March Madness, David and Underdogs

We’ve all had the experience of feeling like the deck was stacked against us, afraid that maybe we didn’t have the necessary tools, strength, or courage to get the job done.

Maybe it was when you got your first “real job” and you walked in for the first time feeling completely overwhelmed. Or maybe it was when you had your first child and panic set in when you realized that this new human was 100% dependent on you, and you didn’t know what to do. Or maybe you’ve started your own business, excited at the possibilities and then realized that the only person invested in your success was you, and there was a lot of competition who wanted you out of business.

No matter who you are and where you’ve been in life, you’ve probably experienced being the underdog at some point. The question is, how did you handle it?

Did that position cause you stress and anxiety or did you thrive on it? Were you intimidated by what you didn’t know, or were you excited about the possibility of surprising everyone?

This week marks the beginning of “March Madness” the US men’s college basketball tournament. What I love about the NCAA tournament is that you never know what is going to happen. The tournament begins by announcing the 64 best teams in the country who have been chosen to participate. There is much debate that ensues as each team is ranked 1-16 in four regions. People argue over whether such and such a team should have been a #2 instead of a #3 or a #12 instead of a #13, but after the tip-off of the first game, the debating ends and excitement of game begins.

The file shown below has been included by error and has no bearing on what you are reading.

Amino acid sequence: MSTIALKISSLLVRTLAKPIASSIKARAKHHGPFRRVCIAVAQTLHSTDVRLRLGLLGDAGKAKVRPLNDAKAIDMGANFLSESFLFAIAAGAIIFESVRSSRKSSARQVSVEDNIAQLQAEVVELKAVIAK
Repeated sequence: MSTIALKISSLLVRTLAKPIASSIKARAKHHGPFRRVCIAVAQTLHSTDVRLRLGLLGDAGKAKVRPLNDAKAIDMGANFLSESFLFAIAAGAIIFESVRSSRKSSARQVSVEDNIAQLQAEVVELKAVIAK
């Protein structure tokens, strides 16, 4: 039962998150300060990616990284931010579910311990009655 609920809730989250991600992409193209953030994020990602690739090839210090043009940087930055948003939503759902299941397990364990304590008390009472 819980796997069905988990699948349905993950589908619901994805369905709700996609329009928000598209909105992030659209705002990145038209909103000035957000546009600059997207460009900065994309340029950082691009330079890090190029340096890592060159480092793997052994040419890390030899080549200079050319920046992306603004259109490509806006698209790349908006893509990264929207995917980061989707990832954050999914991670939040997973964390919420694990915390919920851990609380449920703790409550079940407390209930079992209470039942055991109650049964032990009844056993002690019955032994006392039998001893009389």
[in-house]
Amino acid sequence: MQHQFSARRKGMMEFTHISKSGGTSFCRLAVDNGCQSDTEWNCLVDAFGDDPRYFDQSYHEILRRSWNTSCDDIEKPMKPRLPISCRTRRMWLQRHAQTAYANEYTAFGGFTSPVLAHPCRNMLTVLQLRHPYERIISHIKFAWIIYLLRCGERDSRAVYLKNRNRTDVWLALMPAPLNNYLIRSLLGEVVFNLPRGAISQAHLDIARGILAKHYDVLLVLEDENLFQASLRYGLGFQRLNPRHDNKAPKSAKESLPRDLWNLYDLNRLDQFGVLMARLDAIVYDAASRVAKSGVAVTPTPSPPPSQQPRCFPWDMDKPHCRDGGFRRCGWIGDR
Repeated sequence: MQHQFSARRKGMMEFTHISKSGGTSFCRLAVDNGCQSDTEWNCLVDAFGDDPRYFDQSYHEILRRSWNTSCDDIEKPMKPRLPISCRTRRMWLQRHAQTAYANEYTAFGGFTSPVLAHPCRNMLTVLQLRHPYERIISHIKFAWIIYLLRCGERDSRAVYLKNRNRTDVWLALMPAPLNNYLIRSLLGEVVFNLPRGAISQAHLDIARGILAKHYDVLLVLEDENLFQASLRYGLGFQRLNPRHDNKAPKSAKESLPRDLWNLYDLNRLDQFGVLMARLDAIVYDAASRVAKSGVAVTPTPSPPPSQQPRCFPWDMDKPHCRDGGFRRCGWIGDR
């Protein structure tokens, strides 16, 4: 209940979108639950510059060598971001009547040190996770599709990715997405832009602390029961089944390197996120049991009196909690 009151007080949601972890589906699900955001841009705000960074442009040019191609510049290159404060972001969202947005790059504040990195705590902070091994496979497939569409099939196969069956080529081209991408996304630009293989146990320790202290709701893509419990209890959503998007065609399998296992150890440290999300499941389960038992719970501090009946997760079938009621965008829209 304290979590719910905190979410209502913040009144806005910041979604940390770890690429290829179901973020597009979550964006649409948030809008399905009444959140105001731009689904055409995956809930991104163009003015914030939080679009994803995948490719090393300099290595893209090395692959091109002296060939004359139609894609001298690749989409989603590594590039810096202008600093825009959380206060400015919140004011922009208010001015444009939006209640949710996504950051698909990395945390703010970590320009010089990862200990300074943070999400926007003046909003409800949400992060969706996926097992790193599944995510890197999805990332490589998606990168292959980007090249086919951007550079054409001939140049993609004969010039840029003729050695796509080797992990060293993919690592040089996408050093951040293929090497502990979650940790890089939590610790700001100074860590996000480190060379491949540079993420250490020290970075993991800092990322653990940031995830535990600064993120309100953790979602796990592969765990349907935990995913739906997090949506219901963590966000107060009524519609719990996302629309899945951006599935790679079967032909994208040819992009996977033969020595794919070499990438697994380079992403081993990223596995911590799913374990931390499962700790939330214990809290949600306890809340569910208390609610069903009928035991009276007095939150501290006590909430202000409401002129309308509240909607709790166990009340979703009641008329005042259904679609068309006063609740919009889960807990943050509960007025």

The excitement comes from the fact that despite the rankings, even the most seasoned expert can’t predict what will happen. Many will offer their picks, but no one is ever completely right.

If the tournament unfolded as it is “supposed to” every higher ranked team would beat their lower ranked opponent until the four #1 teams would face off at the end. The only guess work would be which #1 would win. But in the history of the tournament all four #1s have never reached the final four! Which is what makes the tournament so exciting. There is always a chance that an underdog will win. In fact, it’s quite likely.

I think life is like that too. No matter what the odds say, the underdog always has a chance. Whether or not the underdog succeeds depends on how well they can do a few key things.
So what makes an underdog likely to succeed? Here are 3 key characteristics of underdogs who win:

1. Self-Confidence: This doesn’t mean arrogance or foolish optimism. It means having a genuine faith in your abilities. If you think you can’t win, you’ve lost before you’ve begun. You must believe you can do it.

2. Focus on What You Control: So much of life is out of your control. You can’t control the economy, your employer, or even your partner. Too often we waste time and energy trying to control things that we can’t control. If you want to win as the underdog, you have to focus on what you CAN control and do that well.

3. One Step at a Time: When you are the underdog, looking ahead at the long journey to success can seem overwhelming. The further away the goal is, the more intimidating it feels. That’s why it’s critical that you not bite off too much at once. Start with the first thing you have to do. When that is accomplished, move to the next thing, and then the next. One step at a time.

You eat an elephant one bite at a time, and you run a marathon one step at a time. Don’t get ahead of yourself.

When you’re the underdog you may feel like it would be better to be the favourite. But if you choose to see it differently, being the underdog can be a lot of fun. When no one expects you to do much, it’s that much more fun to succeed.

After all, if Goliath had killed David, we probably wouldn’t even know that story. But Goliath didn’t win, David did, and we still tell that story thousands of years later. Go be David.